Navigation Links
Penn talks at ASCB touch on cancer, neurodegenerative diseases, and MD

WASHINGTON, DC Among the 72 posters, lectures, and mini-symposia given by University of Pennsylvania researchers at the ASCB annual meeting are talks that present new research findings on the molecular workings of several types of diseases.

The 47th annual meeting of the American Society of Cell Biology takes place on December 1-5, 2007 in Washington, D.C.

Some highlights are:

  • Huntington's Disease: A new role has been discovered for huntingtin (Htt), the defective protein in Huntington's Disease. Htt is crucial for the movement of packets inside cells that recycle and transport important molecules. Disruption of this movement by mutant Htt may help explain the nerve degeneration seen in Huntington's disease. These findings are presented by J. P. Caviston and E. L. F. Holzbaur of the Department of Physiology. (#2091, Poster 12/4)

  • Lou Gehrig's Disease (ALS): Nerve degeneration diseases such as ALS may be caused by disruption of molecular signaling, a normal process that involves transport of critical signal molecules from the nerve synapse into the nerve cell body. The study was conducted by E. Perlson, J. Ross, K. Wallace, R. Dixit, G. Jeong, R. Kalb, and E. L. Holzbaur of the Department of Physiology. (#1659, Poster, 12/4)

  • Muscular Dystrophies (MD): Some MDs are caused by the failure of muscle cells to adhere to a structural scaffold so that they can withstand cell-generated tension. Paxillin, a protein that is more abundant in some muscular dystrophies, may cause the dystrophic cells to be overly tense. This study was conducted by M. Tewari, S. Sen, A. Engler, M. Zad, and D. E. Discher of the School of Arts and Sciences, P. Acousta and H. L. Sweeney of the Pennsylvania Muscle Institute and Department of Physiology, and E. Barton of the Dental School. (#1389, Poster, 12/3)

  • Cancer: An enzyme required for normal growth and development, called ATE1, may be a tumor suppressor. Cells from mice that had the ATE1 gene knocked out were able to cause tumors when transplanted into normal mice. This finding is presented by R. R. Rai and A. Kashina of the Animal Biology Department. (#1533, Poster, 12/3)

  • Cancer: A protein called Rap1 is involved in tumor cell migration. It is located in cell motile feet, and is over-expressed in surgical specimens of infiltrating cancers of the breast. This study was conducted by W. S. Y. Lee and N. Kushnir of the Department of Microbiology, D. K. Furstenau and M. J. L. Dela Cruz of the Department of Surgery, and M. A. Guvakova of both departments. (#398, Poster, 12/2)


Contact: Karen Kreeger
University of Pennsylvania School of Medicine

Related medicine news :

1. Barbershop Talks Cut Black Mens Prostate Cancer Risk
2. Actor Joe Pantoliano Discloses Depression; Talks About His Latest Movie and His Sensitive Side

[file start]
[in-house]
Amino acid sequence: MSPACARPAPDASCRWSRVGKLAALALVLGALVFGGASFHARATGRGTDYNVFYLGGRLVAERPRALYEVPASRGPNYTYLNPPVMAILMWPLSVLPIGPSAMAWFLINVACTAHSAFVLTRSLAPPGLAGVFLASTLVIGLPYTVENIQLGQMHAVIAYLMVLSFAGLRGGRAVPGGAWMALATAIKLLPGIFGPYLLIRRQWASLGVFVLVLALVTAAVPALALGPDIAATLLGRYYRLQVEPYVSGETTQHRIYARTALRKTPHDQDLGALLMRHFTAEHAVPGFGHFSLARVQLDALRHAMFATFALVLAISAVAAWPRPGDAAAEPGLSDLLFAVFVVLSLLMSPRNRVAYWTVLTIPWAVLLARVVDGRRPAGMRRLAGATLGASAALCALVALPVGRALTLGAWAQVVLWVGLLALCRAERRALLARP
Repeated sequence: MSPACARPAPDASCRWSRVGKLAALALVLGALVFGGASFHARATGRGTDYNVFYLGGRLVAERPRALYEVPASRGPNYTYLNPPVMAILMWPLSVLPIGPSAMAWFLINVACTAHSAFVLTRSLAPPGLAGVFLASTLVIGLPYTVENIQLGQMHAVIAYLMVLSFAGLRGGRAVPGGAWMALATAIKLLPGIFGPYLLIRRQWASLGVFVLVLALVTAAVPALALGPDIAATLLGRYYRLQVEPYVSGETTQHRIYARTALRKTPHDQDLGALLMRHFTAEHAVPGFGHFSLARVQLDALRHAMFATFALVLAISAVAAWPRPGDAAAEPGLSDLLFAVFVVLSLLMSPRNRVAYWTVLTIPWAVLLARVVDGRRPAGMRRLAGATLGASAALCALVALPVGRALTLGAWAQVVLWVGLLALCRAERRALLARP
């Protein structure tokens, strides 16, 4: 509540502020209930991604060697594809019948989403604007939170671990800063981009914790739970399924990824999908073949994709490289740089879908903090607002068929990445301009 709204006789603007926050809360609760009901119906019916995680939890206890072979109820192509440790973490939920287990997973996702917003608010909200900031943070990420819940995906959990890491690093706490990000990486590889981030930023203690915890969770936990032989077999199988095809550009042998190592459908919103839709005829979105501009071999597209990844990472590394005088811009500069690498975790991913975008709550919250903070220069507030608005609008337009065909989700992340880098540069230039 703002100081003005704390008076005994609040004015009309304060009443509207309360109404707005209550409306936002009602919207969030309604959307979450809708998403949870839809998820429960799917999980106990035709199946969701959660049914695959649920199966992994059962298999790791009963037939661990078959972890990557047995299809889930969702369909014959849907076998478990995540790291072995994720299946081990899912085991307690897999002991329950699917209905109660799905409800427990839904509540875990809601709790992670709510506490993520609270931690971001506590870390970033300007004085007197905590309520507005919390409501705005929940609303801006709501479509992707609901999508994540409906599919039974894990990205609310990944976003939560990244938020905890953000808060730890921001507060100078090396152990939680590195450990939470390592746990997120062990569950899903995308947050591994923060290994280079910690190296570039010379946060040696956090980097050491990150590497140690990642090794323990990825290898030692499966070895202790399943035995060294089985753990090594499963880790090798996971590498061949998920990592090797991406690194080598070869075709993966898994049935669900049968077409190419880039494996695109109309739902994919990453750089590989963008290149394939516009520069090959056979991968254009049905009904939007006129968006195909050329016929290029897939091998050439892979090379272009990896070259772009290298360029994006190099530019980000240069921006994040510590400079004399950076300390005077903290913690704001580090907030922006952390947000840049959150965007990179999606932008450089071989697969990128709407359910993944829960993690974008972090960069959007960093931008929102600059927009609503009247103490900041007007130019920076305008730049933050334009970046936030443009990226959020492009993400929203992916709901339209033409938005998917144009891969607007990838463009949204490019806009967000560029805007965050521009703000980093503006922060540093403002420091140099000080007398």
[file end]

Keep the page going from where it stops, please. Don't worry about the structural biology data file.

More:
3. Broadband Wireless International Corporation Announces the Commencement of Good Faith Talks with HealthPitch
4. Elite Athlete Podiatrist Talks About the G-Trainer at New York Athletic Club
5. Women of Philadelphia Win by a Touchdown
6. NFL-Themed Milk Touches Down in Schools and Retail Grocery Stores
7. L.A. Playwright Creates an Enormous Wave with His New Book, Touch the Ocean
8. Scientists identify brain circuits used in sensation of touch
9. Avocados may help prevent oral cancer, OSU study shows
10. Studies Shed New Light on Breast Cancer, Treatment
11. Blood protein detects lung cancer, even at earliest stage
Post Your Comments:
(Date:6/26/2016)... , ... June 26, 2016 , ... On June 10-11, ... of the 2016 Cereal Festival and World’s Longest Breakfast Table in Battle Creek, MI, ... the city’s history as home to some of the world’s leading providers of cereal ...
(Date:6/26/2016)... ... June 26, 2016 , ... PawPaws brand pet supplements ... was developed to enhance the health of felines. The formula is all-natural and is ... herbs in the PawPaws Cat Kidney Support Supplement Soft Chews are Astragalus ...
(Date:6/26/2016)... Lake Orion, Clarkston, Michigan (PRWEB) , ... June ... ... direction with respect to fertility once they have been diagnosed with endometriosis. These ... tolerable intercourse but they also require a comprehensive approach that can help for ...
(Date:6/25/2016)... Austin, TX (PRWEB) , ... June 25, 2016 , ... ... Fellow of the American College of Mohs Surgery and to Dr. Russell Peckham for ... popular and highly effective treatment for skin cancer. The selective fellowship in Mohs Micrographic ...
(Date:6/25/2016)... ... June 25, 2016 , ... "With 30 hand-drawn hand gesture animations, ... Christina Austin - CEO of Pixel Film Studios. , ProHand Cartoon’s package transforms ... Final Cut Pro X . Simply select a ProHand generator and drag it above ...
Breaking Medicine News(10 mins):
(Date:6/24/2016)... KNOXVILLE, Tenn. , June 24, 2016 /PRNewswire/ ... market providing less invasive and more durable cerebrospinal ... million in funding.  The Series-A funding is led ... the Lighthouse Fund, and other private investors.  Arkis, ... less-invasive neurosurgical instrumentation and the market release of ...
(Date:6/23/2016)... Research and Markets has announced ... Type (Organic Chemical (Sugar, Petrochemical, Glycerin), Inorganic Chemical), Functionality ... - Global Forecast to 2021" report to their ... global pharmaceutical excipients market is projected to reach USD ... in the forecast period 2016 to 2021. ...
(Date:6/23/2016)... Capricor Therapeutics, Inc. ... company focused on the discovery, development and commercialization ... in its ongoing randomized HOPE-Duchenne clinical trial (Halt ... its 24-patient target. Capricor expects the trial to ... 2016, and to report top line data from ...
Breaking Medicine Technology: